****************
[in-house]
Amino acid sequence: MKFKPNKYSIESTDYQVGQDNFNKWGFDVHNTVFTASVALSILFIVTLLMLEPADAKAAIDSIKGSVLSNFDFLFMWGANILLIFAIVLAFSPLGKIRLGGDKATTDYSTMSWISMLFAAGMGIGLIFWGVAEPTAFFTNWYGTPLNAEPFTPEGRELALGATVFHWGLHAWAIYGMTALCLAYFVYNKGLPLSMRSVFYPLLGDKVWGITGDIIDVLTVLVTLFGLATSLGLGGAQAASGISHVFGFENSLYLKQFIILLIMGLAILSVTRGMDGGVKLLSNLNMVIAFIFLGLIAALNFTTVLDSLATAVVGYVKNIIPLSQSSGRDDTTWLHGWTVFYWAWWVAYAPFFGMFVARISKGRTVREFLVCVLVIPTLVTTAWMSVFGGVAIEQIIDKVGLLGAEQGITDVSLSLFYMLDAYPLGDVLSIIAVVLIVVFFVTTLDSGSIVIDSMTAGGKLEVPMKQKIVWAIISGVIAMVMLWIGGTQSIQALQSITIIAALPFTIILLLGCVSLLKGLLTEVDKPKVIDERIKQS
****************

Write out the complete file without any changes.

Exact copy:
[in-house]
Amino acid sequence: MKFKPNKYSIESTDYQVGQDNFNKWGFDVHNTVFTASVALSILFIVTLLMLEPADAKAAIDSIKGSVLSNFDFLFMWGANILLIFAIVLAFSPLGKIRLGGDKATTDYSTMSWISMLFAAGMGIGLIFWGVAEPTAFFTNWYGTPLNAEPFTPEGRELALGATVFHWGLHAWAIYGMTALCLAYFVYNKGLPLSMRSVFYPLLGDKVWGITGDIIDVLTVLVTLFGLATSLGLGGAQAASGISHVFGFENSLYLKQFIILLIMGLAILSVTRGMDGGVKLLSNLNMVIAFIFLGLIAALNFTTVLDSLATAVVGYVKNIIPLSQSSGRDDTTWLHGWTVFYWAWWVAYAPFFGMFVARISKGRTVREFLVCVLVIPTLVTTAWMSVFGGVAIEQIIDKVGLLGAEQGITDVSLSLFYMLDAYPLGDVLSIIAVVLIVVFFVTTLDSGSIVIDSMTAGGKLEVPMKQKIVWAIISGVIAMVMLWIGGTQSIQALQSITIIAALPFTIILLLGCVSLLKGLLTEVDKPKVIDERIKQS